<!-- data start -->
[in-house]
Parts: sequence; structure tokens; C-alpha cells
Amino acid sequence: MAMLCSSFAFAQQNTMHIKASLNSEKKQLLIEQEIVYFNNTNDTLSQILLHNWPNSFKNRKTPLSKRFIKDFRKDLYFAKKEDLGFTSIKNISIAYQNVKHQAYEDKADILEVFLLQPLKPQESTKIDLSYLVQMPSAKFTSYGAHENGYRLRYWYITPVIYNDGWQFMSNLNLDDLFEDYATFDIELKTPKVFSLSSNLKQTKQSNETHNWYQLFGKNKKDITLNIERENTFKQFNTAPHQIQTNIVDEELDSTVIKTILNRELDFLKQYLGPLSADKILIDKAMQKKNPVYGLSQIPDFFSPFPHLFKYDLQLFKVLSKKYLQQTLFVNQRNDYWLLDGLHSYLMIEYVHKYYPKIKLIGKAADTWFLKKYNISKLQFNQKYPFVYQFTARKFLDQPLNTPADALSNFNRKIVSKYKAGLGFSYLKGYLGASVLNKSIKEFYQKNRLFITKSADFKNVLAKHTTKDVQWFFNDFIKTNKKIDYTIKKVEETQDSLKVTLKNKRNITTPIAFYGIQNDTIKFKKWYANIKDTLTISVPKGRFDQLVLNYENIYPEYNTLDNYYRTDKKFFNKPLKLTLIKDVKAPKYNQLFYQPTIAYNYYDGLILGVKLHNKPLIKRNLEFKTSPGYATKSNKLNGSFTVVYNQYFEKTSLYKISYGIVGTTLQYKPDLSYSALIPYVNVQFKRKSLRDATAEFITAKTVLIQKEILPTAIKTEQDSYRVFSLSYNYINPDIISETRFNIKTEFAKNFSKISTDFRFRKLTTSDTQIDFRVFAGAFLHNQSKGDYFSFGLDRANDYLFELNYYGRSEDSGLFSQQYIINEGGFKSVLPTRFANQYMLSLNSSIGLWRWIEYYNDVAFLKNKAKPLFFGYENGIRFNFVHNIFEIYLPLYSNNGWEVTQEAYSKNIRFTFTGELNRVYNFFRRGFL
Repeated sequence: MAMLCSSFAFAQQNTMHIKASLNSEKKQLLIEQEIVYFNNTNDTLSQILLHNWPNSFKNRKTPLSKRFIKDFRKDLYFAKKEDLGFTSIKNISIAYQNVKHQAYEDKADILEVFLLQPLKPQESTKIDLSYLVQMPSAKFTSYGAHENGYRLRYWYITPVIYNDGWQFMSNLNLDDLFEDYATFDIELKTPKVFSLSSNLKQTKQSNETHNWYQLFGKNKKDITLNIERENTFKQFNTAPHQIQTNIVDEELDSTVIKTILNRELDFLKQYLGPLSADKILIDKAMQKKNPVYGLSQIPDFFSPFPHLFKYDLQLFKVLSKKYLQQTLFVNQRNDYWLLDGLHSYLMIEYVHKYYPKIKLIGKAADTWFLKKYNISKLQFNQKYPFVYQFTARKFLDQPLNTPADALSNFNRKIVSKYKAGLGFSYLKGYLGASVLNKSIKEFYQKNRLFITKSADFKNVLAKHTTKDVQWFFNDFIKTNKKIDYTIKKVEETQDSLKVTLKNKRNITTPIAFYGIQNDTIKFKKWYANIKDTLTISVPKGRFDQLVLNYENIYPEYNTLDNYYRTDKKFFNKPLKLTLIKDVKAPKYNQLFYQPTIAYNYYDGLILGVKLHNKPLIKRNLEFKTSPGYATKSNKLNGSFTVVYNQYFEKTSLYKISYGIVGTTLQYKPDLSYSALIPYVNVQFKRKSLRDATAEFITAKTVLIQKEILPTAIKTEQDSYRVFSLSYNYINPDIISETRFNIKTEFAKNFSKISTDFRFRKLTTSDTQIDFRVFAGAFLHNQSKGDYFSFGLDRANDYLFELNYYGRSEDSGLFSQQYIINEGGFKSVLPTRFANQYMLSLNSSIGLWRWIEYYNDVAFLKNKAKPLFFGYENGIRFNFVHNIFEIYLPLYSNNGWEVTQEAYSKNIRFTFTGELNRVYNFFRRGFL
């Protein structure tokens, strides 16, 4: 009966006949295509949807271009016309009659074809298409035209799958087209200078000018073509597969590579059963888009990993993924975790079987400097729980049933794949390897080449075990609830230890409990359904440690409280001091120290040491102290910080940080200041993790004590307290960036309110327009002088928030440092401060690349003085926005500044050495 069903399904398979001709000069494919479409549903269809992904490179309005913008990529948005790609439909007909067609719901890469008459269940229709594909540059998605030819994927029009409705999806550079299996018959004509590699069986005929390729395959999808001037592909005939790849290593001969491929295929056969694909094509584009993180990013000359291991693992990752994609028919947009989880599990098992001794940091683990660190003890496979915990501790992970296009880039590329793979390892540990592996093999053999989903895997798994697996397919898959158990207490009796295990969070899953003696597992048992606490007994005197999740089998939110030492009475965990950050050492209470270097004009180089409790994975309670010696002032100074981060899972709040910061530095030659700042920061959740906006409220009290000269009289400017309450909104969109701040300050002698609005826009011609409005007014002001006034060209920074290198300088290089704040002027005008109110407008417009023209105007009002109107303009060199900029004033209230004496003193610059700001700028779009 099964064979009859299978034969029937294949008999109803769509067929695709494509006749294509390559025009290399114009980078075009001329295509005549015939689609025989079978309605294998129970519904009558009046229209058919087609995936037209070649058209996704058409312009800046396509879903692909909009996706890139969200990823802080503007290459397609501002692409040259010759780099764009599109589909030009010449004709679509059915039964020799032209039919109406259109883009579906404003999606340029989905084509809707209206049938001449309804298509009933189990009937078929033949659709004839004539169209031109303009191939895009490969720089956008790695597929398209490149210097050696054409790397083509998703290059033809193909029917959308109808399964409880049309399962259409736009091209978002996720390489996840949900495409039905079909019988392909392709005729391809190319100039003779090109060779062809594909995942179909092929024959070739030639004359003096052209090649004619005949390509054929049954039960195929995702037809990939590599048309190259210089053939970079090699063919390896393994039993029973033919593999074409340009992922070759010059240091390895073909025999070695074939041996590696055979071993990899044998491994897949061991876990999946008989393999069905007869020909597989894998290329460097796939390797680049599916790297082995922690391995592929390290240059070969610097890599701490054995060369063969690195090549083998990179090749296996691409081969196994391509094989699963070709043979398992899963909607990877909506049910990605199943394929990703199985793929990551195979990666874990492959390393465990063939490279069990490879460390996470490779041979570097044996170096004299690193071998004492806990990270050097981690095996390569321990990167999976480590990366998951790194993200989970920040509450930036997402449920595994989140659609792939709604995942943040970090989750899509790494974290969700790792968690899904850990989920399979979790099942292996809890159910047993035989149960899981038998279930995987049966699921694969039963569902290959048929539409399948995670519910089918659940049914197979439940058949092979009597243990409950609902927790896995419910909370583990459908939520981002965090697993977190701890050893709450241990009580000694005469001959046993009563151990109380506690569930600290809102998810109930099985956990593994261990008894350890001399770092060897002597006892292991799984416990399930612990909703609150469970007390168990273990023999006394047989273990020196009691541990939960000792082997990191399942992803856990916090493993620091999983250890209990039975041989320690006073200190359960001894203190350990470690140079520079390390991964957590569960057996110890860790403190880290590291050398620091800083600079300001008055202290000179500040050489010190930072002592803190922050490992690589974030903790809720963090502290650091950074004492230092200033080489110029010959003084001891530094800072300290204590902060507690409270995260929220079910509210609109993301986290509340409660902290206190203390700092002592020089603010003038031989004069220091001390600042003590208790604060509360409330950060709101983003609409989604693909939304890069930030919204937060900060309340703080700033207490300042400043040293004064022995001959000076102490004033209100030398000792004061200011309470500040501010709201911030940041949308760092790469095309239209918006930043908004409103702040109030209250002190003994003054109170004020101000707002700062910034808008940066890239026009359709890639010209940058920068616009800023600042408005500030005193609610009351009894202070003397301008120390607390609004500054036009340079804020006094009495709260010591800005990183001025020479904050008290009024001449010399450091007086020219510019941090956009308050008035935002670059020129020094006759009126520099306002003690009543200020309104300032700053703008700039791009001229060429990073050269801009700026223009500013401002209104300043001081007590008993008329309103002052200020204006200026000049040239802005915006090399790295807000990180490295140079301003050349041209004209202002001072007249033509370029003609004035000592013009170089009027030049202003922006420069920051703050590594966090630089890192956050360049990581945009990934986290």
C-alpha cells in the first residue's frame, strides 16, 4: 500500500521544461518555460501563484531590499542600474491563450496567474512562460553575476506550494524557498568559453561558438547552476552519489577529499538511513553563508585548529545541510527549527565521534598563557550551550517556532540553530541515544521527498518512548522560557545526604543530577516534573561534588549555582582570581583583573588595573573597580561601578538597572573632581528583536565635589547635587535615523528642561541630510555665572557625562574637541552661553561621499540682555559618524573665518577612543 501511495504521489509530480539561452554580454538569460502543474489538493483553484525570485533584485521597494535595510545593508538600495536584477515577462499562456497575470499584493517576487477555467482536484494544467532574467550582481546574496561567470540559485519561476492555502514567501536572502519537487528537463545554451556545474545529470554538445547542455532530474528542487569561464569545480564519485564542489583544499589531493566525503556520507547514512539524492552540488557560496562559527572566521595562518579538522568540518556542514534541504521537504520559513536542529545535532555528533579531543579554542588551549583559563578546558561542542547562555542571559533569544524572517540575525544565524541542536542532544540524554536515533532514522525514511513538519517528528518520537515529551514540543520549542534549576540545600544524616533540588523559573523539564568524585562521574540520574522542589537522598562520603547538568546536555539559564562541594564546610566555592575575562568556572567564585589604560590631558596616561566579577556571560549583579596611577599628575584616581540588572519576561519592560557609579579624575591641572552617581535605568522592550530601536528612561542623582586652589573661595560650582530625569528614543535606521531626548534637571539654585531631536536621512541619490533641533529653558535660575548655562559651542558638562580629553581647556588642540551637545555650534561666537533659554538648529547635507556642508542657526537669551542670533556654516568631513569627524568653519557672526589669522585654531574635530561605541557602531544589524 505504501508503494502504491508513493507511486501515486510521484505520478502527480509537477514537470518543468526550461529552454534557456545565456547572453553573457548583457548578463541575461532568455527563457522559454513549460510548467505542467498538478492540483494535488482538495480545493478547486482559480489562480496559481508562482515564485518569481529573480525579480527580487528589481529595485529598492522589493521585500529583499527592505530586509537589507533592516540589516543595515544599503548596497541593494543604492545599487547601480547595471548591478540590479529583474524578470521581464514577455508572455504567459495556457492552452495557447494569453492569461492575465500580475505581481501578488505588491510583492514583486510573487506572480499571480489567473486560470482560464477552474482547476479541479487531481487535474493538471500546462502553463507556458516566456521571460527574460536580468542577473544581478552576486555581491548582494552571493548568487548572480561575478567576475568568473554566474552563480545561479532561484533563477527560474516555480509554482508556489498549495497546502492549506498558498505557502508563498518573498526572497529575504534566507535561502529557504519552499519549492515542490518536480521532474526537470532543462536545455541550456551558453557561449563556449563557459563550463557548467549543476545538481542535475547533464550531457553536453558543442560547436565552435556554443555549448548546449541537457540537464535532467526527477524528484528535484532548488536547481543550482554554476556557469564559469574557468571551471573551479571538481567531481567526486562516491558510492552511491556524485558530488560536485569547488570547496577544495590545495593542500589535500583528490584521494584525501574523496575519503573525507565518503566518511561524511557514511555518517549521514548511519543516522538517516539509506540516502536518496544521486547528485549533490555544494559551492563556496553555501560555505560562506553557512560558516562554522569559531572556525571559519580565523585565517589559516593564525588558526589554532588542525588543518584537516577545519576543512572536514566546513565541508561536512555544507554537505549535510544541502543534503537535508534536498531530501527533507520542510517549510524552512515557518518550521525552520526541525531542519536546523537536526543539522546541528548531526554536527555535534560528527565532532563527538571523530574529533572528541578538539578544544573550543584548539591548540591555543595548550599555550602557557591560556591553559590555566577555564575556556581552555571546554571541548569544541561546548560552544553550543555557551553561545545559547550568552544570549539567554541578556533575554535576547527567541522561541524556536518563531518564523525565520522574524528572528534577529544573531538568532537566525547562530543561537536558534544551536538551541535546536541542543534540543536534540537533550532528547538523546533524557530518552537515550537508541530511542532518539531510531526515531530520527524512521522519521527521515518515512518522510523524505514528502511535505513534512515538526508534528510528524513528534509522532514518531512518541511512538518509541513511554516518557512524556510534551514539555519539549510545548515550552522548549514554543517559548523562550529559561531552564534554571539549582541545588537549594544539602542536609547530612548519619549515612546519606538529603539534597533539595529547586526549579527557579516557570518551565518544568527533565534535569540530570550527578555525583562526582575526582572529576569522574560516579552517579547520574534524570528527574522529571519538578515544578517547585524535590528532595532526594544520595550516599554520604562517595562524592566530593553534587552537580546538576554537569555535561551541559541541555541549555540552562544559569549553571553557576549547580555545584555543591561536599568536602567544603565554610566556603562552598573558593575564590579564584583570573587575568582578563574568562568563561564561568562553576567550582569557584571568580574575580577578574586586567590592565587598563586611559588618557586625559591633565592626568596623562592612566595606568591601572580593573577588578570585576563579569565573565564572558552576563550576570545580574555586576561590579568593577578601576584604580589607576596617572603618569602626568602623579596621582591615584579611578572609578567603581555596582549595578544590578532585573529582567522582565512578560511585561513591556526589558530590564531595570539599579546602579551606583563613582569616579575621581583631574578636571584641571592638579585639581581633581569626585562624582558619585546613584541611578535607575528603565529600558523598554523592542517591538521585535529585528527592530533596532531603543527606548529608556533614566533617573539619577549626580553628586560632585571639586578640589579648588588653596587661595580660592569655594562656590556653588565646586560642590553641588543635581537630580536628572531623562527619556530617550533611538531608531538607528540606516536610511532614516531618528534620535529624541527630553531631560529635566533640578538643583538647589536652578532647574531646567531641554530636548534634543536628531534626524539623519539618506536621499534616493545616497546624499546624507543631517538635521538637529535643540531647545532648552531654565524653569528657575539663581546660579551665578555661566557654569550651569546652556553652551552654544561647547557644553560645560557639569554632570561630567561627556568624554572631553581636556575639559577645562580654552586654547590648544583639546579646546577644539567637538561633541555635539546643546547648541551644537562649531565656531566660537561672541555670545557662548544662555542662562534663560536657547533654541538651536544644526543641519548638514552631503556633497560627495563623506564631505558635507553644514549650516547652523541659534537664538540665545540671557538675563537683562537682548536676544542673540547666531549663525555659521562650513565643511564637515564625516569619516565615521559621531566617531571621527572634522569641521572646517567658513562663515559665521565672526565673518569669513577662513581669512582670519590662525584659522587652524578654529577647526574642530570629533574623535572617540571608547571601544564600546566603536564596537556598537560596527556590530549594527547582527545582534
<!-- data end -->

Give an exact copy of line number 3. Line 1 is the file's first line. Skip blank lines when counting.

Amino acid sequence: MAMLCSSFAFAQQNTMHIKASLNSEKKQLLIEQEIVYFNNTNDTLSQILLHNWPNSFKNRKTPLSKRFIKDFRKDLYFAKKEDLGFTSIKNISIAYQNVKHQAYEDKADILEVFLLQPLKPQESTKIDLSYLVQMPSAKFTSYGAHENGYRLRYWYITPVIYNDGWQFMSNLNLDDLFEDYATFDIELKTPKVFSLSSNLKQTKQSNETHNWYQLFGKNKKDITLNIERENTFKQFNTAPHQIQTNIVDEELDSTVIKTILNRELDFLKQYLGPLSADKILIDKAMQKKNPVYGLSQIPDFFSPFPHLFKYDLQLFKVLSKKYLQQTLFVNQRNDYWLLDGLHSYLMIEYVHKYYPKIKLIGKAADTWFLKKYNISKLQFNQKYPFVYQFTARKFLDQPLNTPADALSNFNRKIVSKYKAGLGFSYLKGYLGASVLNKSIKEFYQKNRLFITKSADFKNVLAKHTTKDVQWFFNDFIKTNKKIDYTIKKVEETQDSLKVTLKNKRNITTPIAFYGIQNDTIKFKKWYANIKDTLTISVPKGRFDQLVLNYENIYPEYNTLDNYYRTDKKFFNKPLKLTLIKDVKAPKYNQLFYQPTIAYNYYDGLILGVKLHNKPLIKRNLEFKTSPGYATKSNKLNGSFTVVYNQYFEKTSLYKISYGIVGTTLQYKPDLSYSALIPYVNVQFKRKSLRDATAEFITAKTVLIQKEILPTAIKTEQDSYRVFSLSYNYINPDIISETRFNIKTEFAKNFSKISTDFRFRKLTTSDTQIDFRVFAGAFLHNQSKGDYFSFGLDRANDYLFELNYYGRSEDSGLFSQQYIINEGGFKSVLPTRFANQYMLSLNSSIGLWRWIEYYNDVAFLKNKAKPLFFGYENGIRFNFVHNIFEIYLPLYSNNGWEVTQEAYSKNIRFTFTGELNRVYNFFRRGFL